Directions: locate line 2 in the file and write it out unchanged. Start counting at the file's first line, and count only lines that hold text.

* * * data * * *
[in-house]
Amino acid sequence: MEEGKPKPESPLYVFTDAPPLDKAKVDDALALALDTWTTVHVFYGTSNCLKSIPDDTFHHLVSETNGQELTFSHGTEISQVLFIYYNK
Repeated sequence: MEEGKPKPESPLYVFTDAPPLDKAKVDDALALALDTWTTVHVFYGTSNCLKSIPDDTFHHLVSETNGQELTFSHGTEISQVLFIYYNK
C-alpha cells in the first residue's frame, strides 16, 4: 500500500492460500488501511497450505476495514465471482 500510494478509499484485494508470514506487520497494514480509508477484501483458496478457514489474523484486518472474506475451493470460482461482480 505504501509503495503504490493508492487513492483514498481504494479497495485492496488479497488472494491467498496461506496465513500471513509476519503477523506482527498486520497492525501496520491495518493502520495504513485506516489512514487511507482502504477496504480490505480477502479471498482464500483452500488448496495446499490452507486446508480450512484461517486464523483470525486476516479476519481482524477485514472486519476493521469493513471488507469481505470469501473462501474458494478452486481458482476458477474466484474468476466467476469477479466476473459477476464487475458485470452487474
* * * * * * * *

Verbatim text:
Amino acid sequence: MEEGKPKPESPLYVFTDAPPLDKAKVDDALALALDTWTTVHVFYGTSNCLKSIPDDTFHHLVSETNGQELTFSHGTEISQVLFIYYNK